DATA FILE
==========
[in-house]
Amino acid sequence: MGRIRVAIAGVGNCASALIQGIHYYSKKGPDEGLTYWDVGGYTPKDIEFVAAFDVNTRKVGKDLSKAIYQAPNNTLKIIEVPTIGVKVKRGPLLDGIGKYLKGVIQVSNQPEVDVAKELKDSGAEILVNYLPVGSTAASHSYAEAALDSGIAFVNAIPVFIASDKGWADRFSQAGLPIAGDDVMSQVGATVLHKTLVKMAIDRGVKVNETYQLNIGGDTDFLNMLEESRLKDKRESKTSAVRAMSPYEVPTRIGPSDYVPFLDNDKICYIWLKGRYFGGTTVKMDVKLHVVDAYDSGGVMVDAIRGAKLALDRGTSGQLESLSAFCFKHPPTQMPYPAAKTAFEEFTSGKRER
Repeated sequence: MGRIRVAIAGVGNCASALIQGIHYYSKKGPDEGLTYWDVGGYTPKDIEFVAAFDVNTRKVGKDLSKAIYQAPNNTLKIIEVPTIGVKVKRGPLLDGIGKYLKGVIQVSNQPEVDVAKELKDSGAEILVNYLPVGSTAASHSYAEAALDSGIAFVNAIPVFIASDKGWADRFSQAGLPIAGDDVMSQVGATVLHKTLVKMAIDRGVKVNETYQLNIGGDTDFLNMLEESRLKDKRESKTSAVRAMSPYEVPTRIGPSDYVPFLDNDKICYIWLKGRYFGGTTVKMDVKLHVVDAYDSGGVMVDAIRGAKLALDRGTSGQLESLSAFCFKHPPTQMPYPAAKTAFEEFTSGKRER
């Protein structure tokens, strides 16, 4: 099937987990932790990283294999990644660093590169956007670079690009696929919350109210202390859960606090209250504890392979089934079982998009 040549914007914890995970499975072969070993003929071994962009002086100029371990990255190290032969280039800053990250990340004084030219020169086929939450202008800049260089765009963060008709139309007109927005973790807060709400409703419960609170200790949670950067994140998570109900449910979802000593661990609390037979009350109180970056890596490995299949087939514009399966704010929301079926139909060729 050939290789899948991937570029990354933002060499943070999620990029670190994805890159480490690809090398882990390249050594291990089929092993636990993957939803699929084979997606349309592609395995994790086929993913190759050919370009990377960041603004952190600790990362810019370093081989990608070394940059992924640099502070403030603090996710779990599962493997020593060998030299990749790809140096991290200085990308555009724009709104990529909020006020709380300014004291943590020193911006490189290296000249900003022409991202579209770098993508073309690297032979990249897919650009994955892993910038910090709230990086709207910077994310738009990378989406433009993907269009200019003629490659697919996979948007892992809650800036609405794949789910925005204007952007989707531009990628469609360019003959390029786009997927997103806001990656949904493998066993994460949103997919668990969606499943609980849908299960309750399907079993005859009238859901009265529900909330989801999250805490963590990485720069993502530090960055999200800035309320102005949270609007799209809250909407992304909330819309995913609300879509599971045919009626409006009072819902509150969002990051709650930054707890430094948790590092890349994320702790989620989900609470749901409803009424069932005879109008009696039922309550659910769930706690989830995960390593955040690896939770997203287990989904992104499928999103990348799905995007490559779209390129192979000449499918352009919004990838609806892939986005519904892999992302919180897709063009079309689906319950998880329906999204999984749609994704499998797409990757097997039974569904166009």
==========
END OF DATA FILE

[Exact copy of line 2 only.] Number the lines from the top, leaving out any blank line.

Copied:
Amino acid sequence: MGRIRVAIAGVGNCASALIQGIHYYSKKGPDEGLTYWDVGGYTPKDIEFVAAFDVNTRKVGKDLSKAIYQAPNNTLKIIEVPTIGVKVKRGPLLDGIGKYLKGVIQVSNQPEVDVAKELKDSGAEILVNYLPVGSTAASHSYAEAALDSGIAFVNAIPVFIASDKGWADRFSQAGLPIAGDDVMSQVGATVLHKTLVKMAIDRGVKVNETYQLNIGGDTDFLNMLEESRLKDKRESKTSAVRAMSPYEVPTRIGPSDYVPFLDNDKICYIWLKGRYFGGTTVKMDVKLHVVDAYDSGGVMVDAIRGAKLALDRGTSGQLESLSAFCFKHPPTQMPYPAAKTAFEEFTSGKRER